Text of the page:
So there are lots of copies of Bing Crosby’s White Christmas and Eartha Kitt’s Santa Baby out there – but what are the most common Christmas songs overall? Which ones have been recorded the most by any artist?  The following table shows the top 25:

Most recorded songs 

# Name Recordings
1 Silent Night 19041
2 White Christmas 15928
3 Jingle Bells 14521
4 Winter Wonderland 9524
5 Joy to the World 9093
6 The First Noel 8731
7 Have Yourself a Merry Little Christmas 8511
8 O Holy Night 7925
9 Hark The Herald Angels Sing 7727
10 The Christmas Song 7673
11 Away in a Manger 7544
12 God Rest Ye Merry Gentlemen 7524
13 O Little Town of Bethlehem 7480
14 Santa Claus Is Coming To Town 6851
15 I’ll Be Home for Christmas 6844
16 O Come All Ye Faithful 6273
17 Deck The Halls 6057
18 Silver Bells 6044
19 Ave Maria 5847
20 What Child Is This? 5755
21 We Wish You A Merry Christmas 5619
22 It Came Upon A Midnight Clear 5019
23 Sleigh Ride 5004
24 Blue Christmas 4688
25 Let It Snow! Let It Snow! Let It Snow! 4598

Of course this data may be confounded by the uber-tracks like White Christmas that have thousands of versions by a single artist, so lets look at the most recorded songs by unique artists – that is, we only count Bing Crosby once for White Christmas instead of 2,196 times. When we do that the top 25 changes a bit:

Most recorded Christmas songs (Unique Artists)

# Name Recordings
1 Silent Night 7406
2 Jingle Bells 4485
3 Joy to the World 3593
4 White Christmas 3592
5 O Holy Night 3536
6 The First Noel 3181
7 What Child Is This? 3150
8 Away in a Manger 3140
9 God Rest Ye Merry Gentlemen 2871
10 Have Yourself a Merry Little Christmas 2823
11 O Come All Ye Faithful 2675
12 Hark The Herald Angels Sing 2638
13 Angels We Have Heard on High 2494
14 Winter Wonderland 2489
15 The Christmas Song 2398
16 We Wish You A Merry Christmas 2281
17 Deck The Halls 2274
18 O Little Town of Bethlehem 2197
19 We Three Kings 2048
20 Santa Claus Is Coming To Town 1837
21 It Came Upon A Midnight Clear 1768
22 Ave Maria 1705
23 Auld Lang Syne 1603
24 Silver Bells 1599
25 I’ll Be Home for Christmas 1577

The songs in green are the songs that are unique to each list.

Artists with the most number of unique songs
Bing Crosby is at the top of the Most Christmasy artists mainly because of the widespread re-issuing of White Christmas. But if we look at unique songs (i.e. White Christmas only counts once for Bing Crosby), the top Christmas artists look very different – with classical composers, Karaoke ‘artists’ and music factories topping the charts:

Artists with the most number of unique songs

1 Johann Sebastian Bach 3681
2 Bing Crosby 1462
3 The Karaoke Channel 1098
4 George Frideric Handel 903
5 A-Type Player 835
6 Frank Sinatra 816
7 ProSound Karaoke Band 762
8 Pyotr Ilyich Tchaikovsky 691
9 SBI Audio Karaoke 641
10 Mega Tracks Karaoke Band 577
11 ProSource Karaoke 539
12 Ameritz Karaoke Entertainment 508
13 Tbilisi Symphony Orchestra 506
14 Elvis Presley 472
15 Perry Como 440
16 Karaoke – Ameritz 428
17 Nat King Cole 413
18 Ameritz Karaoke Band 397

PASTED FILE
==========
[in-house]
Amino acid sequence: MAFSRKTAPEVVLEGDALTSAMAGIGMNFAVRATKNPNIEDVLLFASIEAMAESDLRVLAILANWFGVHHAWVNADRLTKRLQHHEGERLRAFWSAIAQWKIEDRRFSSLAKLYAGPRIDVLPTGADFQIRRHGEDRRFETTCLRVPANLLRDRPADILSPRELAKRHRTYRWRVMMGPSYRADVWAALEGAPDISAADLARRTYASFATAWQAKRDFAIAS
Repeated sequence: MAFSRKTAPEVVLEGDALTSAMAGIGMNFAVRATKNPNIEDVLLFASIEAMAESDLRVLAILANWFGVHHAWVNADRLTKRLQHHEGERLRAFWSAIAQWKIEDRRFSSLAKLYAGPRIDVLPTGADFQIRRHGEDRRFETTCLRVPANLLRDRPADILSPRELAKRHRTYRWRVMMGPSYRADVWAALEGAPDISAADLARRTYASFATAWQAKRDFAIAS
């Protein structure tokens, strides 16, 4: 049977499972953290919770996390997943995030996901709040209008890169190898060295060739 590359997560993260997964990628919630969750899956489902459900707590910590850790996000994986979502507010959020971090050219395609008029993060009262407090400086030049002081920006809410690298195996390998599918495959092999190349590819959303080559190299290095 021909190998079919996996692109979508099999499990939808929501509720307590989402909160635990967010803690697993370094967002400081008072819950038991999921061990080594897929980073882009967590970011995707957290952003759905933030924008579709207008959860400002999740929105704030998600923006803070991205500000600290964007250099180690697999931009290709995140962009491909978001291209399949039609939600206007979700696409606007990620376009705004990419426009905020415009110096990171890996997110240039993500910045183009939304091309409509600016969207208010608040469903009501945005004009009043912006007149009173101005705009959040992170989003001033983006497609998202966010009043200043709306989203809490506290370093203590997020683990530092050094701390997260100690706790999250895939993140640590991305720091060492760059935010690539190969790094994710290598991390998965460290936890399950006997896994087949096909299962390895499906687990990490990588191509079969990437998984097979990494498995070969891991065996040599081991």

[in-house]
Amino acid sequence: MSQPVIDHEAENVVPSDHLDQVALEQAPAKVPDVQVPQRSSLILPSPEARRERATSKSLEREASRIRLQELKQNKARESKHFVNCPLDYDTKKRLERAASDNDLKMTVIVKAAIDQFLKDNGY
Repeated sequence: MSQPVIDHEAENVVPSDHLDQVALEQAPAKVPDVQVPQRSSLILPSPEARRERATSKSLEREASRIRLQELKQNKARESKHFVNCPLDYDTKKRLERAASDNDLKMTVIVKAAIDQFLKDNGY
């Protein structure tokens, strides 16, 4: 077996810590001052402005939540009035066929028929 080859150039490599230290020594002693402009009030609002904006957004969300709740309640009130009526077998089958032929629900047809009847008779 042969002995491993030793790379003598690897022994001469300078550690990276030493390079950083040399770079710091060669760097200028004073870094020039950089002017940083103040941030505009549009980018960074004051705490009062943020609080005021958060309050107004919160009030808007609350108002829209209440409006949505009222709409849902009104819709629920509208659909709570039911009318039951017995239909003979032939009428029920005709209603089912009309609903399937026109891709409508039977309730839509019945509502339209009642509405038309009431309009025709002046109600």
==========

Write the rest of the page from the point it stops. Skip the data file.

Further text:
19 Merry Tune Makers 385
20 Christmas Songs 370

Current popular Christmas crooner Michael Bublé, with 31 unique Christmas songs has a way to go before he makes it on to the most-unique-songs-recorded chart.

Speaking of Karaoke – there’s lots of Christmas Karaoke – 23,472 tracks to be precise.  The top 25 Karaoke songs are the classics:

Top Karaoke Christmas Songs

# Name Count
1 White Christmas 345
2 Winter Wonderland 333
3 Silent Night 312
4 Jingle Bells 309
5 Last Christmas 258
6 Silver Bells 219
7 Blue Christmas 204
8 Santa Baby 189
9 The Christmas Song 185
10 Jingle Bell Rock 172
11 Have Yourself a Merry Little Christmas 171
12 Please Come Home for Christmas 163
13 Little Drummer Boy 163
14 Sleigh Ride 156
15 O Come All Ye Faithful 154
16 Here Comes Santa Claus 150
17 Feliz Navidad 146
18 All I Want for Christmas Is You 146
19 O Holy Night 144
20 I Saw Mommy Kissing Santa Claus 143
21 Rockin’ Around the Christmas Tree 135
22 Santa Claus Is Coming to Town 126
23 Frosty the Snowman 125
24 Rudolph the Red Nosed Reindeer 121
25 We Wish You a Merry Christmas 118

Top Terms

We can build a good list of seasonal terms by finding the most frequently occurring words in song titles. Here are the top 75 or so, as a word cloud created by wordle (stop words are removed of course).

Banners_and_Alerts_and_Wordle_Applet

Longest Christmas song name
There are lots of very long song names in the set of Christmas songs – the longest is this Christmas medly.

Andrea und Manuela – Morgen kommt der Weohnachtsmann – Medley / Morgen kommt der Weihnachtsmann/Leise rieselt der Schnee/Oh du Fröhliche/Ihr Kinderlein kommet/Süßer die Glocken nie klingen/Oh Tannenbaum/Kling Glöckchen/Stille Nacht, heilige Nacht/Alle Jahre wieder – Morgen kommt der Weihnachtsmann/Leise rieselt der Schnee/Oh du Fröhliche/Ihr Kinderlein kommet/Süßer die Glocken nie klingen/Oh Tannenbaum/Kling Glöckchen/Stille Nacht, heilige Nacht/Alle Jahre wieder

A great song for testing how well your music player UI deals with unusual titles.

Conclusion